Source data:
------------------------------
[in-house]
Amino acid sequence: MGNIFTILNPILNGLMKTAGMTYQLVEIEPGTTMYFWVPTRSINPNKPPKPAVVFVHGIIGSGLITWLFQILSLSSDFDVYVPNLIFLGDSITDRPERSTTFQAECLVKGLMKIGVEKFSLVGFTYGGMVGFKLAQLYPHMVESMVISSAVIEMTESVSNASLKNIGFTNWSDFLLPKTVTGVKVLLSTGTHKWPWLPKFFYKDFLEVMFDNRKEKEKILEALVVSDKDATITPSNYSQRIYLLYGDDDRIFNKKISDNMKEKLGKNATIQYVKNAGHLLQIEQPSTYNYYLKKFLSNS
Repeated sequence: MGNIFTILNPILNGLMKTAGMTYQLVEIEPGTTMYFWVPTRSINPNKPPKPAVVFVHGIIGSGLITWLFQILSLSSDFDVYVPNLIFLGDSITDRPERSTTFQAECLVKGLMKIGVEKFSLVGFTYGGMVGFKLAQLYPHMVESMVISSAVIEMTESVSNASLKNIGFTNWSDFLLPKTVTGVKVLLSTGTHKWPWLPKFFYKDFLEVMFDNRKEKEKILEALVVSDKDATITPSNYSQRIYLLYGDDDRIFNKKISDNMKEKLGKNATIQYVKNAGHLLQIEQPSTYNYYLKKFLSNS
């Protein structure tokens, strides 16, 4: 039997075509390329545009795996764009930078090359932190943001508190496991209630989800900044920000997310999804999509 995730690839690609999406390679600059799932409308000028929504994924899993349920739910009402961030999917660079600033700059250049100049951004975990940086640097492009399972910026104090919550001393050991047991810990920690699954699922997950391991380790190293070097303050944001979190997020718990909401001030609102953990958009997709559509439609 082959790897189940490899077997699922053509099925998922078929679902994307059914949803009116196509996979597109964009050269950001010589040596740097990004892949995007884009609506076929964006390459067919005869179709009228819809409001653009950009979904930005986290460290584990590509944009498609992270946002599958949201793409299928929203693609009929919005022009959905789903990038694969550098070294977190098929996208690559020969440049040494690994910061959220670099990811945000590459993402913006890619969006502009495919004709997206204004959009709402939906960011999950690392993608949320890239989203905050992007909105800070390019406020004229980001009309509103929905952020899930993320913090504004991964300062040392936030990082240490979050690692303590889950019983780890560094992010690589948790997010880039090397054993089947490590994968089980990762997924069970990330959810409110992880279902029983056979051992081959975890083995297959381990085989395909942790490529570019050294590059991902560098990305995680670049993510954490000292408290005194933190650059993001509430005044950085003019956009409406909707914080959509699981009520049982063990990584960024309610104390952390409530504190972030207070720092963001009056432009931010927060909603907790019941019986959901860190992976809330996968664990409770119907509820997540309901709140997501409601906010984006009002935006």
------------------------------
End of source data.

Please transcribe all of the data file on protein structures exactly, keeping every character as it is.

[in-house]
Amino acid sequence: MGNIFTILNPILNGLMKTAGMTYQLVEIEPGTTMYFWVPTRSINPNKPPKPAVVFVHGIIGSGLITWLFQILSLSSDFDVYVPNLIFLGDSITDRPERSTTFQAECLVKGLMKIGVEKFSLVGFTYGGMVGFKLAQLYPHMVESMVISSAVIEMTESVSNASLKNIGFTNWSDFLLPKTVTGVKVLLSTGTHKWPWLPKFFYKDFLEVMFDNRKEKEKILEALVVSDKDATITPSNYSQRIYLLYGDDDRIFNKKISDNMKEKLGKNATIQYVKNAGHLLQIEQPSTYNYYLKKFLSNS
Repeated sequence: MGNIFTILNPILNGLMKTAGMTYQLVEIEPGTTMYFWVPTRSINPNKPPKPAVVFVHGIIGSGLITWLFQILSLSSDFDVYVPNLIFLGDSITDRPERSTTFQAECLVKGLMKIGVEKFSLVGFTYGGMVGFKLAQLYPHMVESMVISSAVIEMTESVSNASLKNIGFTNWSDFLLPKTVTGVKVLLSTGTHKWPWLPKFFYKDFLEVMFDNRKEKEKILEALVVSDKDATITPSNYSQRIYLLYGDDDRIFNKKISDNMKEKLGKNATIQYVKNAGHLLQIEQPSTYNYYLKKFLSNS
């Protein structure tokens, strides 16, 4: 039997075509390329545009795996764009930078090359932190943001508190496991209630989800900044920000997310999804999509 995730690839690609999406390679600059799932409308000028929504994924899993349920739910009402961030999917660079600033700059250049100049951004975990940086640097492009399972910026104090919550001393050991047991810990920690699954699922997950391991380790190293070097303050944001979190997020718990909401001030609102953990958009997709559509439609 082959790897189940490899077997699922053509099925998922078929679902994307059914949803009116196509996979597109964009050269950001010589040596740097990004892949995007884009609506076929964006390459067919005869179709009228819809409001653009950009979904930005986290460290584990590509944009498609992270946002599958949201793409299928929203693609009929919005022009959905789903990038694969550098070294977190098929996208690559020969440049040494690994910061959220670099990811945000590459993402913006890619969006502009495919004709997206204004959009709402939906960011999950690392993608949320890239989203905050992007909105800070390019406020004229980001009309509103929905952020899930993320913090504004991964300062040392936030990082240490979050690692303590889950019983780890560094992010690589948790997010880039090397054993089947490590994968089980990762997924069970990330959810409110992880279902029983056979051992081959975890083995297959381990085989395909942790490529570019050294590059991902560098990305995680670049993510954490000292408290005194933190650059993001509430005044950085003019956009409406909707914080959509699981009520049982063990990584960024309610104390952390409530504190972030207070720092963001009056432009931010927060909603907790019941019986959901860190992976809330996968664990409770119907509820997540309901709140997501409601906010984006009002935006």